Belief and doubt

A further excerpt from an altered-state session with the guys upstairs, Rita Warren asking the questions, on February 26, 2005:

R: …. Well, I ordinarily think of both Frank and myself as being very tolerant of ambiguity with others who are very dissatisfied with that state. However, one of the things that has arisen for Frank a few times is my asking a question through him and his finding no answer. That seems to bother him because the structure seems to collapse on itself – the possibility that it will collapse on itself. So in that case, it seems to me, he isn’t very tolerant of ambiguity. He really needs to have some very clear sign that you are there to answer questions.

F: Well, you’re actually perceiving the external sign of an internal civil war, because bear in mind, one of his predominant characteristics is to doubt, and this doesn’t lead him to doubt others any more than it does himself. You see?

People must understand, doubt and belief are the same thing. If you looked at it as a three-position switch, one is knowledge, one is ignorance, and the third, between the two, could be labeled either doubt or belief depending on which way you looked at it. Neither in doubt nor in belief are you saying “it is true” or “it isn’t true.” That middle position, belief, is doubt. Okay?

There’s nothing wrong with that, that’s just the way it is. It’s just that if you look at it one way, it looks like doubt, and if you look at it the other way, it looks like belief, but it’s really the same middle position: It’s “I don’t know.”

Now, as an explorer, you are going to be continually working with beliefs, because that is the essence of working in unknown territory. Once you know it, you move somewhere else, or you stay there. If you stay there, then you’re among your “knowns.” But if you move on, then you’re back among beliefs. Now, to a large degree while you’re in a body and in the world, you’re going to be largely in beliefs whether you know it or not. But to some degree you can whittle them down and make them into what – from our point of view – look like “relative knowns.” They’re not absolute knowns, Bob Monroe to the contrary, because nothing is absolute in time-space. But for a working definition, you can have lots of knowns. They’re things that you are no longer interested in questioning, let’s put it that way. They are things that are relatively true, true enough that for practical matters it doesn’t matter that they’re not entirely true. That’s just the nature of reality. Nothing’s entirely true, nothing’s entirely false, within time-space. We’re not going to go into that. That’s just a little side-track.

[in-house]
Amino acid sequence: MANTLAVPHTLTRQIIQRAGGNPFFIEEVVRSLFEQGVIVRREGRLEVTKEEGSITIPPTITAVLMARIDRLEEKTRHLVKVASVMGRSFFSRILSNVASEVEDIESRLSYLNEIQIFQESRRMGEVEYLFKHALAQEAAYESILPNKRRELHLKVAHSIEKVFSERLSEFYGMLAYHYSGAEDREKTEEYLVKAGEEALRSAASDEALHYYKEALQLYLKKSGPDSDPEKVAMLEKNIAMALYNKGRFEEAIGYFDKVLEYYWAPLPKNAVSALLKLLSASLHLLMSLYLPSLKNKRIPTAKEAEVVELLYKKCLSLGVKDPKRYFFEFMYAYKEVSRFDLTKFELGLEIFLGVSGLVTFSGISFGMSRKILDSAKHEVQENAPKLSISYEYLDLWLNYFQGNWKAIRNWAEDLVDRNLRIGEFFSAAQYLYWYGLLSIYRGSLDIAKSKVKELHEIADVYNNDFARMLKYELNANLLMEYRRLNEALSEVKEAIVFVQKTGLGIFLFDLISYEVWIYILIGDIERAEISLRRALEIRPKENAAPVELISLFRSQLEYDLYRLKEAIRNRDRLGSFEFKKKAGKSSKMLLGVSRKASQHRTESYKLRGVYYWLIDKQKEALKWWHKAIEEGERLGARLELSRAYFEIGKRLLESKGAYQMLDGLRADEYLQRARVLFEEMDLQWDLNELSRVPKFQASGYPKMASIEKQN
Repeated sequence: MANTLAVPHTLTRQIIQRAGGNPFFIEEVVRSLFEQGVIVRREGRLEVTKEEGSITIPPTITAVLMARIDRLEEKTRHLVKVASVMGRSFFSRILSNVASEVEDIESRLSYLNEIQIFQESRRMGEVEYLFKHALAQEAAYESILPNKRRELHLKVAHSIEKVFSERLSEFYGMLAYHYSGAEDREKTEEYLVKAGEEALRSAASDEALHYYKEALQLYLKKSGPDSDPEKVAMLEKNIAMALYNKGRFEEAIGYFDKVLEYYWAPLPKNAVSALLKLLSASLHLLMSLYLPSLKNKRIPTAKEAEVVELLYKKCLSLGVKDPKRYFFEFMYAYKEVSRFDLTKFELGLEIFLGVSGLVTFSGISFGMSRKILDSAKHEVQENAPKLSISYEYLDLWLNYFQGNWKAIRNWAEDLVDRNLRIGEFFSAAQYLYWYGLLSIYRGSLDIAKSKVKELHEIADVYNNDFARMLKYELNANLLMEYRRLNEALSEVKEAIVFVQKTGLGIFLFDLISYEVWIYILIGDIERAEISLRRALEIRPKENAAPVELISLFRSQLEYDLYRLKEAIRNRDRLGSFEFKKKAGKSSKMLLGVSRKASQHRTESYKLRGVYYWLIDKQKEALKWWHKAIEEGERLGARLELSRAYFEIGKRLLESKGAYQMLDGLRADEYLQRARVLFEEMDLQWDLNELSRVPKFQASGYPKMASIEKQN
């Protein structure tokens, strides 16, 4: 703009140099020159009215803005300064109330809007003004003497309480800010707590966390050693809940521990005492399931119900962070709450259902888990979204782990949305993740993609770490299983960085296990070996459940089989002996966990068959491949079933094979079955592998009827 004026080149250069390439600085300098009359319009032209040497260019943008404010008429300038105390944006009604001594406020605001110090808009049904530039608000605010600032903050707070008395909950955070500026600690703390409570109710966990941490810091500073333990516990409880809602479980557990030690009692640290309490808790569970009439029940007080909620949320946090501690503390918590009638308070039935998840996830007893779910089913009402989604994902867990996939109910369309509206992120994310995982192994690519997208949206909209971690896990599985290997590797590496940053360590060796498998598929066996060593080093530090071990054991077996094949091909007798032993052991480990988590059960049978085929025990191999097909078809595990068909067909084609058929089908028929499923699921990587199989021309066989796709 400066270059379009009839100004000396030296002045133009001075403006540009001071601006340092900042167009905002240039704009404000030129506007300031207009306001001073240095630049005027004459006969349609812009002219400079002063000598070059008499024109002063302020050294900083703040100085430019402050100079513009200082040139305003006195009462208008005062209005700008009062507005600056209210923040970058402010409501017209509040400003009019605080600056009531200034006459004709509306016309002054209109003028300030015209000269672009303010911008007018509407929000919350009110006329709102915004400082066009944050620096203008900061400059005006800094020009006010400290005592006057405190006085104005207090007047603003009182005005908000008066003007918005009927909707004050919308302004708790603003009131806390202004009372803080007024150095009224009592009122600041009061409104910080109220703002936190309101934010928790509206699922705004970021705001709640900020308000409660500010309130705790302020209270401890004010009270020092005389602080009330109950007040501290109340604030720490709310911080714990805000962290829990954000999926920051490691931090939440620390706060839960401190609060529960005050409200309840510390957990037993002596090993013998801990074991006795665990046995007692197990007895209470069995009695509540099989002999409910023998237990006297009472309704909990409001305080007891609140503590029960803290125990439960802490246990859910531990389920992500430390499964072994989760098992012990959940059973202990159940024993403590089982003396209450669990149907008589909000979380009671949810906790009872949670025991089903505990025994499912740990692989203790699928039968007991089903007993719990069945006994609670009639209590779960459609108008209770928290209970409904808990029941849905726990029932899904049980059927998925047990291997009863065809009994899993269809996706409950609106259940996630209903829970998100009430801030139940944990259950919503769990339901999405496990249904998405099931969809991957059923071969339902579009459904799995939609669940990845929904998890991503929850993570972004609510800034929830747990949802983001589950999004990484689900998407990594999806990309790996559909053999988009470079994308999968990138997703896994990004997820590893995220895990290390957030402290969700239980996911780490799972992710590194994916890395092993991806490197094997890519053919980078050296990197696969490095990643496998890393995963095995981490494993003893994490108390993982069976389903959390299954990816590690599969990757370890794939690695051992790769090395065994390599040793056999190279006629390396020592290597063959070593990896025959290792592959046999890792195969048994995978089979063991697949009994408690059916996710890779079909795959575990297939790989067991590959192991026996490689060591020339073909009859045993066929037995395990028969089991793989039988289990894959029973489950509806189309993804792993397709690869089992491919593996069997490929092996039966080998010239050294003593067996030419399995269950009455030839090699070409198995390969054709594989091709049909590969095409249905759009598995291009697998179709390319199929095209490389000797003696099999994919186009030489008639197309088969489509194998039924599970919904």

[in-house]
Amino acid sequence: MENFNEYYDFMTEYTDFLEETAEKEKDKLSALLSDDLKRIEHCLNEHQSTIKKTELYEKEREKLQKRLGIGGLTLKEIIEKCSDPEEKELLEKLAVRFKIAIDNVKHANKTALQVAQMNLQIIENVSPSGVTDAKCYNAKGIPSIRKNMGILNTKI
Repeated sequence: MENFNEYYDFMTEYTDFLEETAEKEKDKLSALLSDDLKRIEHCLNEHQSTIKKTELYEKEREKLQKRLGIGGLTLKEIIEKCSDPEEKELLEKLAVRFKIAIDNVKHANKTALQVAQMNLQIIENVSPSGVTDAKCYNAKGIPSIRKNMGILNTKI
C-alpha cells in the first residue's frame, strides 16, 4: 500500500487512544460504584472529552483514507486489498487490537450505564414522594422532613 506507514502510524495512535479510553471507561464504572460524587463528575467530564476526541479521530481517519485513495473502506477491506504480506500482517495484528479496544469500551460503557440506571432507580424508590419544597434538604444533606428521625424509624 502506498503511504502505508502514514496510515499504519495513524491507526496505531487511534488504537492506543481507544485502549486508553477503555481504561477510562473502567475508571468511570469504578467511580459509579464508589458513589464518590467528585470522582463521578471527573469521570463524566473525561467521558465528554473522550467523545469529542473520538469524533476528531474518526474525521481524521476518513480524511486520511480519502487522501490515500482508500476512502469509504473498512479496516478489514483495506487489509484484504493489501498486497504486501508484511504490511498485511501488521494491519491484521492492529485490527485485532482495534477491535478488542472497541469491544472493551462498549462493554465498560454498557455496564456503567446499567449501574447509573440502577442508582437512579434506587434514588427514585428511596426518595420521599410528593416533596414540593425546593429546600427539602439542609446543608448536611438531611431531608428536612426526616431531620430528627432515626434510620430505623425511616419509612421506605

But to return to your main point here. Because Frank primarily deals in beliefs, he primarily deals in doubts. Because he has doubts of the process, depending on what happens within the process, what becomes a belief becomes a doubt, or what becomes a doubt becomes a belief – for the moment. Do you see what we’re saying?

Now, when enough evidence arose, certain things moved from the doubt/belief category to the knowns, and he doesn’t bother with them anymore. (And, of course, parenthetically we will say that when you don’t bother with something because it’s a known, one way to look at that is: You’re no longer interested in examining it. Okay? But leaving that off to the side—)

The emotional stakes are greater when something which you are treating as a belief flips over to become a doubt and is the linchpin of many things. If it is something that’s relatively unconnected with other things and you begin to doubt it, well who cares? “I believe that it’s going to be sunny tomorrow. Well, maybe it isn’t.” Really, unless you’re going on a picnic or something, who cares? But if you believe that you are a multi-dimensional being with the ability to increase your awareness and your consciousness and the ability to become more aware of the larger you, to stake a good part of your personality on that belief and then have that belief swap to a doubt because of a circumstance, becomes a major stress. Okay?

So really, that’s what you are observing, there. There’s nothing wrong with it, and this process of talking about it helps, because he’ll be more tolerant of it. And that’s really the answer. This is true also of those who read the transcripts. The lesson to you is, when you find something that raises your stress level, just be more tolerant of it, shrug your shoulders at it, and move on, or continue with what you’re doing. That’s of course easier said than done, but just because it’s easier said than done doesn’t mean it’s not true.

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